Climate Change: Frequently Asked Questions About the 2015 Paris Agreement (Paperback)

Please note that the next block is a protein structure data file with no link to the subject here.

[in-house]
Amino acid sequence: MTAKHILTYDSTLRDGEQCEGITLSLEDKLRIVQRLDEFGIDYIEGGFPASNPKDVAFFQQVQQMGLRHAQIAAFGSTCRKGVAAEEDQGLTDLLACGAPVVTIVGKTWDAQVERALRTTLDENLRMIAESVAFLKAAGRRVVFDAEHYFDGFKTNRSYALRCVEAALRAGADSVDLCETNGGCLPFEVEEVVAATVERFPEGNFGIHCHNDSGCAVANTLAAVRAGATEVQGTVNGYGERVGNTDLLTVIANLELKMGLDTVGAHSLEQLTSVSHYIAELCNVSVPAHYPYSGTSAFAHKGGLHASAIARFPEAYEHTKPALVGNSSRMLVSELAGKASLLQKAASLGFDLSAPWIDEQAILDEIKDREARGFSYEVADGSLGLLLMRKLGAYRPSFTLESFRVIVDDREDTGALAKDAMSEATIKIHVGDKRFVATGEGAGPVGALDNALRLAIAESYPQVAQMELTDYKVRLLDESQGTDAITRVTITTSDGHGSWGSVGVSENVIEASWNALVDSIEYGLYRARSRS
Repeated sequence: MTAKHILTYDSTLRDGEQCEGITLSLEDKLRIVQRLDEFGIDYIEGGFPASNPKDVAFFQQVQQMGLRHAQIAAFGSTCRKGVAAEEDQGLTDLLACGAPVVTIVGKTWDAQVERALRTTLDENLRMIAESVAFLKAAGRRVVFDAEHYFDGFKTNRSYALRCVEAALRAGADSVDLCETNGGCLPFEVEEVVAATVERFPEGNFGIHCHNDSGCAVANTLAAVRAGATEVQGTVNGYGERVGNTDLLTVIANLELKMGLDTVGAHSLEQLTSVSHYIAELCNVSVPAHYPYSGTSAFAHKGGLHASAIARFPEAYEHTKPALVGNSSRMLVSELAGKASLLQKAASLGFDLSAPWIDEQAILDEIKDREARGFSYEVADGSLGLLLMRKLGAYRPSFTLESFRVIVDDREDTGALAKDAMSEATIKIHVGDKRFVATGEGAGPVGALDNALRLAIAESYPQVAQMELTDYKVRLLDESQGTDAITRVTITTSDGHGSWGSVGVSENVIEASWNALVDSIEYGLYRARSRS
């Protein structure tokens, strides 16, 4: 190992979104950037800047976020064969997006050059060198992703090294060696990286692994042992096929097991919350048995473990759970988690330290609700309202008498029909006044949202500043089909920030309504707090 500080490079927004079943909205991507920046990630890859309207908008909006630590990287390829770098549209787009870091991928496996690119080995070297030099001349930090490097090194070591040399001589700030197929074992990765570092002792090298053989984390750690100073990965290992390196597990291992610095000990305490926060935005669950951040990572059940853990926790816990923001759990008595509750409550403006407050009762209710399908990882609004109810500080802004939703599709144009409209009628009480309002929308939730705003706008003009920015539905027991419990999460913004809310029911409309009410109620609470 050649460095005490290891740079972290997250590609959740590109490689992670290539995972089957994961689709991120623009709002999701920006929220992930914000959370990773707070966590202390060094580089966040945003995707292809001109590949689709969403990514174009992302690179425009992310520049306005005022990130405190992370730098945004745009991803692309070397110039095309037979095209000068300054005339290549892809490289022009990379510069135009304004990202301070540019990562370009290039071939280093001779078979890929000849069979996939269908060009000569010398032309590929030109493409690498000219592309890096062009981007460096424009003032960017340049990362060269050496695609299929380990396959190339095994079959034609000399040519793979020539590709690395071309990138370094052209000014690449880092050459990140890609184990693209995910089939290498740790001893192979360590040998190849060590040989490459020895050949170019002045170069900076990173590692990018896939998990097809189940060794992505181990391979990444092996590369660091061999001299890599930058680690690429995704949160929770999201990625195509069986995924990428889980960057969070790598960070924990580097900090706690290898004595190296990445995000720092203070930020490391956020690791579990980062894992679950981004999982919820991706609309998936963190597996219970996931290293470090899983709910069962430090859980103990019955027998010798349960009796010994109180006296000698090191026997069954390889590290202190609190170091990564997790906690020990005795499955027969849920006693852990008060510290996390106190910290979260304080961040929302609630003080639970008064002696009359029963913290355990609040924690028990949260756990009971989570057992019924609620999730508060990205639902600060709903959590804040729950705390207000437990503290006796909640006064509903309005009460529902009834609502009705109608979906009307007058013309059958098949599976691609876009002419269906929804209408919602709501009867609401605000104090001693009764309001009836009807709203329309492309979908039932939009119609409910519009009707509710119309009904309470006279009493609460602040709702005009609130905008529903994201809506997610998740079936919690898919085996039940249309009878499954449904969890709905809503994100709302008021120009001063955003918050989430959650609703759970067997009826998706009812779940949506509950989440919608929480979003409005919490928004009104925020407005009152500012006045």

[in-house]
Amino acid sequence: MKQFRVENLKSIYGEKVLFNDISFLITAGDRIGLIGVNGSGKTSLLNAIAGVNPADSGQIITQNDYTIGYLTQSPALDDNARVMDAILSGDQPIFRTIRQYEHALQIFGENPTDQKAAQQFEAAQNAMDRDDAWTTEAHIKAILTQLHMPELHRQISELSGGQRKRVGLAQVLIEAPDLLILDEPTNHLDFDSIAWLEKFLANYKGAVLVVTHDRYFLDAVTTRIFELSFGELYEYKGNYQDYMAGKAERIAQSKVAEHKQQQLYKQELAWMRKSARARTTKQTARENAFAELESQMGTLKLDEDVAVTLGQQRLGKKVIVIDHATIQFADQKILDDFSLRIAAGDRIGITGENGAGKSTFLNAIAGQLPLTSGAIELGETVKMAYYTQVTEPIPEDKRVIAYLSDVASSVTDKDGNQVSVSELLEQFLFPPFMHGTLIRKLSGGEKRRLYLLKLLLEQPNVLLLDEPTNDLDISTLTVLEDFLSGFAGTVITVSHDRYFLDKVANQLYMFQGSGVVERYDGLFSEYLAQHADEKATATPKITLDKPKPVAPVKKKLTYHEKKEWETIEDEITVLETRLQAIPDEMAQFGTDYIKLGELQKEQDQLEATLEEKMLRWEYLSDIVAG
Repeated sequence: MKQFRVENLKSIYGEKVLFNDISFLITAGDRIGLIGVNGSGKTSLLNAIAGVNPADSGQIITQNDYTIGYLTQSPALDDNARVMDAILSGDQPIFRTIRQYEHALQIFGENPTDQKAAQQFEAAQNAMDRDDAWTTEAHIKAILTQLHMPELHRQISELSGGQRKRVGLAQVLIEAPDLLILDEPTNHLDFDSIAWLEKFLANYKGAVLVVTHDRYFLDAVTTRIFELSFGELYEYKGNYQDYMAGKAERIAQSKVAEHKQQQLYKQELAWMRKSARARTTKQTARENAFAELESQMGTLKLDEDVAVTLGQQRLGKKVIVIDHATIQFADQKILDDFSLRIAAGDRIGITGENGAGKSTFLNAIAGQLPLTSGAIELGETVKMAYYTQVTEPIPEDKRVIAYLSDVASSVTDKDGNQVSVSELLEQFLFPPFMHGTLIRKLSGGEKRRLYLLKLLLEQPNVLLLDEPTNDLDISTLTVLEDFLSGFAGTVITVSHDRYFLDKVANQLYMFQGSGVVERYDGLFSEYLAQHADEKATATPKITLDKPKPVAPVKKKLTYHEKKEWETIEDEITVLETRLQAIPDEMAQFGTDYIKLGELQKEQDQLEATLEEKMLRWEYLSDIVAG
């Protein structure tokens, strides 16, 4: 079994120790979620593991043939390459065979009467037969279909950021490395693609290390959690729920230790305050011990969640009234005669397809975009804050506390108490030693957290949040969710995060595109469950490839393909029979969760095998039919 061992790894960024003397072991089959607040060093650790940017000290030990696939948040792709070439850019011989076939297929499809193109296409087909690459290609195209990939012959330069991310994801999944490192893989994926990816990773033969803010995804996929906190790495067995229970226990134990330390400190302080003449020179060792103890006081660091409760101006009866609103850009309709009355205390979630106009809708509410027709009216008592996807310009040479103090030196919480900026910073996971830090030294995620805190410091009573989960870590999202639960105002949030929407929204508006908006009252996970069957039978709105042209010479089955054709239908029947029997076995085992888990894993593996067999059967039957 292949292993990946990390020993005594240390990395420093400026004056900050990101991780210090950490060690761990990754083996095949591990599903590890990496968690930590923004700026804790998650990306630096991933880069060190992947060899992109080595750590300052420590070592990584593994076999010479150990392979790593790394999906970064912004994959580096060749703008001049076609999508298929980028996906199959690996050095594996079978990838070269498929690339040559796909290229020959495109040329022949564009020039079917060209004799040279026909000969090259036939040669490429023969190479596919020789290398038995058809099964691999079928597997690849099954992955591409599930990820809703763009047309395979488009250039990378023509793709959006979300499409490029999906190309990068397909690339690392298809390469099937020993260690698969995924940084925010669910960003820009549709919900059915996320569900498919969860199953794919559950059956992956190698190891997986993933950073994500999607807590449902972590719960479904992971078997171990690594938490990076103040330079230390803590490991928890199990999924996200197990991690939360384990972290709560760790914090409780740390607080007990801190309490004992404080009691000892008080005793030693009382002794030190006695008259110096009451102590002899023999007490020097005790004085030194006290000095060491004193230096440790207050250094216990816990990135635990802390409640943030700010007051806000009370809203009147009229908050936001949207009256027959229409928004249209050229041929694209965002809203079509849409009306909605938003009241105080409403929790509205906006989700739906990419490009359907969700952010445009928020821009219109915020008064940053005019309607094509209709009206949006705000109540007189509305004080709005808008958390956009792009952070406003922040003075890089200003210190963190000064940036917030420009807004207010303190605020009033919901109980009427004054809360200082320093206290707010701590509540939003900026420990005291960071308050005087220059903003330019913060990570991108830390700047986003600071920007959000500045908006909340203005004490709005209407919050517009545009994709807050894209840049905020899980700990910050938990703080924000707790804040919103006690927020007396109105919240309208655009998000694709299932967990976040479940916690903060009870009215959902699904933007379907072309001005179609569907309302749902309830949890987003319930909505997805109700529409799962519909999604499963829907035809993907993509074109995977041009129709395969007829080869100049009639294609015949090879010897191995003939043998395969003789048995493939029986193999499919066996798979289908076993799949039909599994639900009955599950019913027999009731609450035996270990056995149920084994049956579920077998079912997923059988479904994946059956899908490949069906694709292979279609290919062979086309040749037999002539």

The Paris Agreement (PA) to address climate change internationally entered into force on November 4, 2016. The United States is one of 149 Parties to the treaty; President Barack Obama accepted the agreement rather than ratifying it with the advice and consent of the Senate. On June 1, 2017, President Donald J. Trump announced his intent to withdraw the United States from the agreement and that his Administration would seek to reopen negotiations on the PA or on a new Experts broadly agree that stabilizing greenhouse gas (GHG) concentrations in the atmosphere to avoid dangerous GHG-induced climate change would require concerted efforts by all large emitting nations. The United States is the second largest emitter of GHG globally after China. Toward this purpose, the PA outlines goals and a structure for international cooperation to slow climate change and mitigate its impacts over decades to come. The PA is subsidiary to the United Nations Framework Convention on Climate Change (UNFCCC), which the United States ratified in 1992 with the advice and consent of the Senate and which entered into force in 1994. The PA requires that nations submit pledges to abate their GHG emissions, set goals to adapt to climate change, and cooperate toward these ends, including mobilization of financial and other support. The negotiators intended the PA to be legally binding on its Parties, though not all provisions in it are mandatory. Some are recommendations or collective commitments to which it would be difficult to hold an individual Party accountable. Obama Administration officials stated that the PA is not a treaty requiring Senate advice and consent to ratification. President Obama signed an instrument of acceptance on behalf of the United States on August 29, 2016, without submitting it to Congress. In 2015, Members of the 114th Congress introduced several resolutions to express the sense that the PA should be submitted for the advice and consent of the Senate. Additionally, resolutions were introduced in the House to oppose the PA or set conditions on its signature or ratification by the United States. None received further action.